What Chronic Myelogenous Leukemia Is
Chronic Myelogenous Leukemia or CML is a type of a cancer affecting one’s blood cells and bone marrow. This condition is also called chronic myeloid or chronic granulocytic leukemia. Chronic myelogenous leukemia is an uncommon type of cancer of the blood cells, which progresses more slowly than acute forms of leukemia and affects older adults.
There are 3 phases of chronic myelogenous leukemia:
1) Chronic phase – this is the earliest phase which generally has the best response to treatment.
2) Accelerated phase – this is a transitional phase wherein the disease or condition gets aggressive.
3) Blastic phase – this type of phase is the most severe and can be life-threatening.
How Is CML being diagnosed?
A series of laboratory tests is being performed to determine if a patient has CML. These tests are: 1) blood tests (complete blood count), 2) physical exam, 3) tests to look for Philadelphia chromosomes and 4) bone marrow tests (bone marrow biopsy and bone marrow aspiration).
What Are the Symptoms of Chronic Myelogenous Leukemia?
CML signs and symptoms may include the following: 1) fatigue , 2) weight loss, 3) loss of appetite, 4) pale skin, 5) night sweats, 6) fever , 7) easy bleeding and 8) pain or fullness below the ribs on the left side.
What Causes Chronic Myelogenous Leukemia?
There are several factors that possibly cause this type of condition: 1) development of an abnormal chromosome, 2) genetic mutation of abnormal chromosomes, 3) diseased blood cells created by the new gene
A human cell normally contains 23 pairs of chromosomes which hold the DNA that contains the instructions in controlling the cells in the body. In CML patients, chromosomes in the blood cells swap sections with each other wherein a section of chromosome 9 switch places with a section of chromosome 22, creating an extra short chromosome 22 (Philadelphia chromosome) and an extra long chromosome 9.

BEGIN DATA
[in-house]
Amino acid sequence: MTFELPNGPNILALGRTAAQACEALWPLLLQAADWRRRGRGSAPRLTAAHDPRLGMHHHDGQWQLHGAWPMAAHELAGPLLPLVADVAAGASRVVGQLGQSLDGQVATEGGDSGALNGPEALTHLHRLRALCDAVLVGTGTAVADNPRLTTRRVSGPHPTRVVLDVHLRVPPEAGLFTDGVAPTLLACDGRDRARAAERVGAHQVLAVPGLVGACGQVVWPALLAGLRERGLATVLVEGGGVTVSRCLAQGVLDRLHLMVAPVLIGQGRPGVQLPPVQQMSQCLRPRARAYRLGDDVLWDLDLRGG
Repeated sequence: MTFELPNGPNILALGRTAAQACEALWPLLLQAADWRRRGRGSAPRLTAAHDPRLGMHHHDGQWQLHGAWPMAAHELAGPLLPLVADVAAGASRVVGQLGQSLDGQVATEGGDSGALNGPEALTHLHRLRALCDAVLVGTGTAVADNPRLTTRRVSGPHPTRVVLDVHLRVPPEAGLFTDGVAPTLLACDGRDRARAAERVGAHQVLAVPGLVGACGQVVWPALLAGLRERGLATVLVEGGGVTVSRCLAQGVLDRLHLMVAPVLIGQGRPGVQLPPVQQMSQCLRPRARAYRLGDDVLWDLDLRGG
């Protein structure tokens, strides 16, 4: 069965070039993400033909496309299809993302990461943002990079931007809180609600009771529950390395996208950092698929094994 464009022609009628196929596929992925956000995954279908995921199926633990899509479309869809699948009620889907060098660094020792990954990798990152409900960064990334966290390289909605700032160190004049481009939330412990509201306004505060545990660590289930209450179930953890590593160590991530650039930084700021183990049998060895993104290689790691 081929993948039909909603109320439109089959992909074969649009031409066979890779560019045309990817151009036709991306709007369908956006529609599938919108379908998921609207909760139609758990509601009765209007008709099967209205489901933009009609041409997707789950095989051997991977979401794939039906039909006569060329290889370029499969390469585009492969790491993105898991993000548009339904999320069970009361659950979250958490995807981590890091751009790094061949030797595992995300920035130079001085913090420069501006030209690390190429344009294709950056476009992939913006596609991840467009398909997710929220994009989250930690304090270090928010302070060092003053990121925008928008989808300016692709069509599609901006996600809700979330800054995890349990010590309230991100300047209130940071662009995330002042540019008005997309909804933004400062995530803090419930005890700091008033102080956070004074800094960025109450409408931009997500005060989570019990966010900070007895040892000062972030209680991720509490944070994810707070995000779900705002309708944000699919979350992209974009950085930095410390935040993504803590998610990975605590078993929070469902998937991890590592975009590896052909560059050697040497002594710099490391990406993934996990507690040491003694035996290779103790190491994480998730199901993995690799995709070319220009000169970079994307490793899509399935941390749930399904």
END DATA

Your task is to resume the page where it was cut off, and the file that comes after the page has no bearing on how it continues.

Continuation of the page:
This Philadelphia chromosome then creates a new gene called BCR-ABL from the genes of chromosome 9 combined with genes from chromosome 22. This new gene contains instructions that command the abnormal blood cell to produce too much of a protein which we call tyrosine kinase, thus promoting cancer by allowing certain blood cells to go out of control.
A human blood cell originates in the bone marrow (a spongy material inside the bones). When a bone marrow functions normally, it produces immature cells in a controlled manner. These blood stem cells then mature and specialize into various types of blood cells circulating in a human body – red blood cells, white blood cells and platelets. In CML, this doesn’t work properly as the tyrosine kinase caused by BCR-ABL gene produces too many white blood cells which most, or all, contain the abnormal Philadelphia chromosome. The diseased white blood cells would build up in huge numbers, crowding out the healthy white blood cells and damaging the bone marrow.
Who are at risk of CML?
There are 3 risk factors having this condition: 1) older age , 2) being a male, 3) exposure to radiation (e.g. radiation therapy) . Family history is certainly not a risk factor of this .
What Are Or Maybe The Possible Complications?
When left untreated, Chronic Myelogenous Leukemia may cause a variety of complications such as: 1) pain (bone or joint), 2) infection, 3) fatigue, 4) enlarged spleen and 5) death.
CML treatments such as Dasatinib (Sprycel), Imatinib (Gleevec), Ponatinib (Iclusig), Nilotinib (Tasigna) and Bosutinib (Bosulif) are designed to attack cancer by focusing on a specific type of cancer cells that allow them to grow and multiply. In CML, the target or goal of these drugs is the tyrosine kinase , a protein produced by the BCR-ABL gene.
Aside from these targeted drugs, there are also different treatments for CML like chemotherapy, biological therapy, blood stem cell transplant, clinical trials and even alternative medicines such as relaxation techniques, aromatherapy, massage, meditation and acupuncture